Every little bit extra you can pay off your debts reduces the amount of interest you have to pay. Get a plan in place, work out which debt you need to pay down first and do it.
3 – Stop Living Without a Budget
Budget isn’t a dirty word. I used to think it was. I thought for a long time that those who used budgets were those who couldn’t manage their money. And then I realised, actually… it’s the wealthiest people who have budgets and have a complete understanding of their money.
No successful business would survive without a budget, so why should you? Afterall, a budget is really more of a personal ‘Income and Expense Report’ isn’t it?
They aren’t difficult to do and they don’t have to be restrictive. I don’t buy into the whole ‘budget every single purchase you’re going to make and don’t spend a cent extra’. I don’t have time for that… and that means I won’t stick to it. But I do have a set amount for ‘spending’ and ‘entertainment’ each week and that makes sticking to a budget a whole lot easier.
4 – Stop Hiding From Your Money Issues
Think sticking your head in the sand is going to make your money issues go away? Uh no. If you have people chasing you for debts, they are going to keep coming. And then they are going to send in the bigger guys. And it’s just going to make life hell for you. Stop hiding, call the companies you owe money to and set up payment plans.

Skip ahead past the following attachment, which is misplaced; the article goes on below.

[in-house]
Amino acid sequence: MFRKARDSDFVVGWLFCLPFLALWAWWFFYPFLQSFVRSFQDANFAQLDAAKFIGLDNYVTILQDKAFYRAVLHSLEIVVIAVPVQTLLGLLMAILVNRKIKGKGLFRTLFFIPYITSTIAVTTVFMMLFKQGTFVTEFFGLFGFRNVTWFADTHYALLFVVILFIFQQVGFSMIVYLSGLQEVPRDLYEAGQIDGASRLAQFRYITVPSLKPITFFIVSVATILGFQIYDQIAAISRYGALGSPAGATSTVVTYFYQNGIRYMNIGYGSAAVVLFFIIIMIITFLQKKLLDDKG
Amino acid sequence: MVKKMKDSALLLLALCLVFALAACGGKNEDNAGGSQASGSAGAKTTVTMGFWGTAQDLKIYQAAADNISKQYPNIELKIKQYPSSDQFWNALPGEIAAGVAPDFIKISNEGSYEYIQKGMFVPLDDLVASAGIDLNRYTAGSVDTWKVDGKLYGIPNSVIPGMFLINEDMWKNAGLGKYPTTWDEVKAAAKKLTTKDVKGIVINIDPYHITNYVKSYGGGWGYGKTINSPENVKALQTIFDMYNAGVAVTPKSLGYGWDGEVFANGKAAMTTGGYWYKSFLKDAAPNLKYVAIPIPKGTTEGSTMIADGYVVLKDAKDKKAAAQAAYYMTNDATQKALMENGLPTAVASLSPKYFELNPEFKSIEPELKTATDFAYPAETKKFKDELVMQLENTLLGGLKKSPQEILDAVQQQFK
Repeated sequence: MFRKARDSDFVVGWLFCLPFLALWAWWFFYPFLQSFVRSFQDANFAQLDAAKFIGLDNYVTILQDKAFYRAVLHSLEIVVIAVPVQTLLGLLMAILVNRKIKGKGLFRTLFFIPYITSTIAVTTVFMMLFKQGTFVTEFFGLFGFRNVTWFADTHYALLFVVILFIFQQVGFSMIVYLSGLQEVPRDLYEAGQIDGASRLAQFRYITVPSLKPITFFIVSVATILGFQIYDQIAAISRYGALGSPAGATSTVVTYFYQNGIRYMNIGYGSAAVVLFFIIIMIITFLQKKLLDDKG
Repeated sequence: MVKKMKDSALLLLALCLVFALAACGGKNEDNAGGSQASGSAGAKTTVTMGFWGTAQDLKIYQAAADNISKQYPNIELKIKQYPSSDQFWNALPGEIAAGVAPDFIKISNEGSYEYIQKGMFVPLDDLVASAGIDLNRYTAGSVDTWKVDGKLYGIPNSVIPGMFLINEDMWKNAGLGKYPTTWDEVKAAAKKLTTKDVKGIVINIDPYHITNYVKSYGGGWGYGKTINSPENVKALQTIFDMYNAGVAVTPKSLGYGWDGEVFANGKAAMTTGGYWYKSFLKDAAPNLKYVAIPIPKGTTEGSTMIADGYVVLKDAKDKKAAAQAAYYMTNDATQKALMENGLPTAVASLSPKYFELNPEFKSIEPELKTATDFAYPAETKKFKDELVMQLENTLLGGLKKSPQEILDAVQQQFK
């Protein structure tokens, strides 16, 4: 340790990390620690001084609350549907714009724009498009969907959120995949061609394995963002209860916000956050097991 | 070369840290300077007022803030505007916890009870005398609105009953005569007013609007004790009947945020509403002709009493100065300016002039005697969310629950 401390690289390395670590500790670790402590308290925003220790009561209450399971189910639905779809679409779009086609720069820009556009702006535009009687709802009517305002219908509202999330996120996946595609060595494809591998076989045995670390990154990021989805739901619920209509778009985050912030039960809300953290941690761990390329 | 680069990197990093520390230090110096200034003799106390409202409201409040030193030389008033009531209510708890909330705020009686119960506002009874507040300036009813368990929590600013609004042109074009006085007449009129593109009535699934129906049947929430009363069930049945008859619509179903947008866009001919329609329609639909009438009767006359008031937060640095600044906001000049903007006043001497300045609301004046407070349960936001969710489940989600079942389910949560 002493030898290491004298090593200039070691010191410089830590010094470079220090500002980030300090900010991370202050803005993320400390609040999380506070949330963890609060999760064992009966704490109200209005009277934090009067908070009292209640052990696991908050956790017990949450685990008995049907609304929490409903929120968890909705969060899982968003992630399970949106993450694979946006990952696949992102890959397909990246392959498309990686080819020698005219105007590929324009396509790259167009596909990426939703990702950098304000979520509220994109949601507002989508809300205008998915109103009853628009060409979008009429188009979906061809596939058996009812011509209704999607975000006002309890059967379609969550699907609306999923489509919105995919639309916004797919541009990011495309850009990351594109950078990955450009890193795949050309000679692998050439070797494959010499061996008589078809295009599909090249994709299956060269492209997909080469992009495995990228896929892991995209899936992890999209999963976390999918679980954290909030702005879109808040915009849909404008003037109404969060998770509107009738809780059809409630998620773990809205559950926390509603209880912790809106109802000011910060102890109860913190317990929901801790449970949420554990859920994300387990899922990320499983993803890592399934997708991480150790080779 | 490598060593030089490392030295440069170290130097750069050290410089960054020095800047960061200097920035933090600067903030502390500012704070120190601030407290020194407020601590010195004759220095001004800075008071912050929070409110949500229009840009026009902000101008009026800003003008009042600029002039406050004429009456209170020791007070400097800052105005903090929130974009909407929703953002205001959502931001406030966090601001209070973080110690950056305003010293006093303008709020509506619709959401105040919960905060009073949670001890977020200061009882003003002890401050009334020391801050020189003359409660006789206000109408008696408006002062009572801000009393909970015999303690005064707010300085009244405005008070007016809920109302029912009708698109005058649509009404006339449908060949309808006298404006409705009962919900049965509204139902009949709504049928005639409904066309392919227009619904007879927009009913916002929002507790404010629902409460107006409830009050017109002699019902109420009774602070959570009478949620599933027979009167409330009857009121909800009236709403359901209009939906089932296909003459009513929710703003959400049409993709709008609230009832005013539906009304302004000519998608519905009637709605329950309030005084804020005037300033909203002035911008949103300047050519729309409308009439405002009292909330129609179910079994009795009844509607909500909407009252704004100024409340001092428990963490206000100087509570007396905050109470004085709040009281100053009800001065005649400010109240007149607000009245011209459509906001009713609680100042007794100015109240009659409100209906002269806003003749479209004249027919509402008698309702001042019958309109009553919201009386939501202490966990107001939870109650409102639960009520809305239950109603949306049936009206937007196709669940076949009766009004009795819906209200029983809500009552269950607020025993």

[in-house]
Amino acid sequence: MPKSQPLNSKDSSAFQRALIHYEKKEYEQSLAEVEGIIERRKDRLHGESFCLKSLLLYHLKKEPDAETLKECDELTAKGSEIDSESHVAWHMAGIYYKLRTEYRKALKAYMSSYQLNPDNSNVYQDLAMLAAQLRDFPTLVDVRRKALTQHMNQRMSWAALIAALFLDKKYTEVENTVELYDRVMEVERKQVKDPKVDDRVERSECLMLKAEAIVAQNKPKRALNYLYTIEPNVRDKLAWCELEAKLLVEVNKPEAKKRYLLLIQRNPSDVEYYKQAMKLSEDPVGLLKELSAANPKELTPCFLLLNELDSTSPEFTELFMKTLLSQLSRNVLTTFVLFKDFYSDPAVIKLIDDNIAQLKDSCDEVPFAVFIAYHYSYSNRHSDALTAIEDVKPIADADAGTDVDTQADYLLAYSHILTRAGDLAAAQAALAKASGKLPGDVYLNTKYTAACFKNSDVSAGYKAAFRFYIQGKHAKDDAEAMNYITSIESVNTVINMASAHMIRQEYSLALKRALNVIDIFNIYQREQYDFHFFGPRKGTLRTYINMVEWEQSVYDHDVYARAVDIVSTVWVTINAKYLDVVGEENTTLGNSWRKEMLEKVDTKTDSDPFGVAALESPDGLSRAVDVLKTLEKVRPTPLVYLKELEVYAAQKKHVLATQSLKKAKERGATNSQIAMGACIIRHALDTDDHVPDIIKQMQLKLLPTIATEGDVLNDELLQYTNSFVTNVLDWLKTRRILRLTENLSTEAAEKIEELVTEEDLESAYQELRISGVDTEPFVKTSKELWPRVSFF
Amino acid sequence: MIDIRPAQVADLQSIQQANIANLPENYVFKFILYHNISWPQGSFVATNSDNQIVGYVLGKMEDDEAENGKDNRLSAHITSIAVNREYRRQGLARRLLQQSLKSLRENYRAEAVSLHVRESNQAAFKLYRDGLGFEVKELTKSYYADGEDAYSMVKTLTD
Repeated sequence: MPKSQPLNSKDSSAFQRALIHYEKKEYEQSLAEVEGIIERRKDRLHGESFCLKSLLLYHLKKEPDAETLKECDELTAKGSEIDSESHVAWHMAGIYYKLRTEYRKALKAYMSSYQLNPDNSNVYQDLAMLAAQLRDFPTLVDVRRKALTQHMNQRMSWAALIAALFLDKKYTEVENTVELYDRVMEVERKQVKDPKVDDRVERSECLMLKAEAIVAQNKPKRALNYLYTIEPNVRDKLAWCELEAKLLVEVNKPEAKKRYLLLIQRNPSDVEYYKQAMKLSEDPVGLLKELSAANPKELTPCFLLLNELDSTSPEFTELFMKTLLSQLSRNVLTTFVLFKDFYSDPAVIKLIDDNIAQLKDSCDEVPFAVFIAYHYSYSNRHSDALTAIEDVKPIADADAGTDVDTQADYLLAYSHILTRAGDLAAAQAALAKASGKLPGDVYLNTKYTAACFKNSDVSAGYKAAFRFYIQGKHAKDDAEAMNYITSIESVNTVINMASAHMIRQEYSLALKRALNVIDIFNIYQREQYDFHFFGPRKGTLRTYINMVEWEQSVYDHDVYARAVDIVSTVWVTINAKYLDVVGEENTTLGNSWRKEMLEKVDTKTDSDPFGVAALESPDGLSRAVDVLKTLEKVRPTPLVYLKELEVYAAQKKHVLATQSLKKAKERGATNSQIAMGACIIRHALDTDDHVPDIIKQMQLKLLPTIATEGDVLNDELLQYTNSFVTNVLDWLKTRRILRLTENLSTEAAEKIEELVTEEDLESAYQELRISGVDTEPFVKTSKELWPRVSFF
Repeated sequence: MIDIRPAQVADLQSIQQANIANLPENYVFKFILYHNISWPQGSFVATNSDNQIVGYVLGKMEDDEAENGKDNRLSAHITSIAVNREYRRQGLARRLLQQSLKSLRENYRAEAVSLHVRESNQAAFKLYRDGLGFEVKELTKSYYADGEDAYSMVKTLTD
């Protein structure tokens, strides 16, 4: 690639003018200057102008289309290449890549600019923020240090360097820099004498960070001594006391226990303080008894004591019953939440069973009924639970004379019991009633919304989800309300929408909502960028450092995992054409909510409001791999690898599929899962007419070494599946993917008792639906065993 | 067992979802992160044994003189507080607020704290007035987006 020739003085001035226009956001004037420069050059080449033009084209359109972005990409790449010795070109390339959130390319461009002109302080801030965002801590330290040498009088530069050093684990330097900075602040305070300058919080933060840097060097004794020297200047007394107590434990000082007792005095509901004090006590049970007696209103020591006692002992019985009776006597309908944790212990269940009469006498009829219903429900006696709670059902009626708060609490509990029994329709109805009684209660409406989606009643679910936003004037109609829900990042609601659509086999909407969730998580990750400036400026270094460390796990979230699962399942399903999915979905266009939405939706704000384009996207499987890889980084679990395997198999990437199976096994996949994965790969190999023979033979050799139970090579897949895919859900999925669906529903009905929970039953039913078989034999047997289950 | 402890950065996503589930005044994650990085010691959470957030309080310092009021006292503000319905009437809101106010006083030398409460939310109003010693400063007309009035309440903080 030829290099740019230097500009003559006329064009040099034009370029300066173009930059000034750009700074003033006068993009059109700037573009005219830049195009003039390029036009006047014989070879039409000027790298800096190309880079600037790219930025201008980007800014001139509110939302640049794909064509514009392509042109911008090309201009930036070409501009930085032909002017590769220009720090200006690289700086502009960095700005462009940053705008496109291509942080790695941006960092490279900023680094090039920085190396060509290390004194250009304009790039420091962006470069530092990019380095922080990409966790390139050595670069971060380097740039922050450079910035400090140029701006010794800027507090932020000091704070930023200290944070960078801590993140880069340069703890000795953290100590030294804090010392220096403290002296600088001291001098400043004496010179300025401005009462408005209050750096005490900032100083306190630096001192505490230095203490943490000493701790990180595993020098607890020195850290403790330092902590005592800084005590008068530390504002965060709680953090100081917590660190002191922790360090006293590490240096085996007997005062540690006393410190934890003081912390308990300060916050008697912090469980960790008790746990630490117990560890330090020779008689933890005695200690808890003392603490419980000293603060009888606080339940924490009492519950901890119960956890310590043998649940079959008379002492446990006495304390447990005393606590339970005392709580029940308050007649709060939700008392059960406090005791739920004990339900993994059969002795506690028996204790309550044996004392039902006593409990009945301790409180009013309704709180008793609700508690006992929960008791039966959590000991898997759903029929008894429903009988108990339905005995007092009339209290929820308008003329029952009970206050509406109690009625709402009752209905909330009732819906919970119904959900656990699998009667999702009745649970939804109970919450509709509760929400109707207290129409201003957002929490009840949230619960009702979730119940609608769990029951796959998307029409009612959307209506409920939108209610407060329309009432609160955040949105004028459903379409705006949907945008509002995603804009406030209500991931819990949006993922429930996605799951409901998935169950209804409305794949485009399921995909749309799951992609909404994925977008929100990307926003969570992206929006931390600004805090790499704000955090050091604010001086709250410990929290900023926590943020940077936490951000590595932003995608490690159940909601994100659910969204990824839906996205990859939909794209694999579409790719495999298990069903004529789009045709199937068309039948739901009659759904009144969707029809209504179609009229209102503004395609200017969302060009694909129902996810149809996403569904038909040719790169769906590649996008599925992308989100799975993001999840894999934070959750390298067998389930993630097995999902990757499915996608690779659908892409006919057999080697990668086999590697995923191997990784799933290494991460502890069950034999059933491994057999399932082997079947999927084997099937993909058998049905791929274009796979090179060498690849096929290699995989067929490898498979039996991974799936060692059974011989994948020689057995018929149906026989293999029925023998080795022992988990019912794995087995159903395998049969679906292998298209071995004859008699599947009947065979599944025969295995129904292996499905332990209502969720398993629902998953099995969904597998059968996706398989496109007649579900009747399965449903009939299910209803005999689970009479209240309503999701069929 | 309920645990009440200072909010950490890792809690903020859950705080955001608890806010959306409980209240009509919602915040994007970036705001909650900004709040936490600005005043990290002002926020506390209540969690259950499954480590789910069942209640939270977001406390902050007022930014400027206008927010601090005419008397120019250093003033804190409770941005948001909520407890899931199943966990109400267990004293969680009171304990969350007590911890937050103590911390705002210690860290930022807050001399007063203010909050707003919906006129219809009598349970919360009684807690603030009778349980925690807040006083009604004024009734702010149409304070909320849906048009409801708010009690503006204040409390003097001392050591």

The same goes if you’re living on credit and spending more than you earn. That isn’t sustainable. Stop hiding from the issue, address it and get it sorted. Now.
5 – Know Your Expenses
You cannot possibly be in control of your finances if you don’t actually know how much money you’re spending. And I’m not talking about ‘I spent all my pay’, I’m talking exact numbers of how much it costs you to live each and every week.
We all have basic expenses, and if your basic expenses are higher than your income then you’re not in the greatest situation and you need to work that out now.
If you need some help with this, you can check out our article about the 3 Simple Steps to Take Financial Control. There’s even some free worksheets you can use to get on top of it all.
6 – Stop Wasting Money
Can you go shopping without buying something? Think about the last items you purchased… did you need them? Not just want them but actually need them. And what purpose do they serve?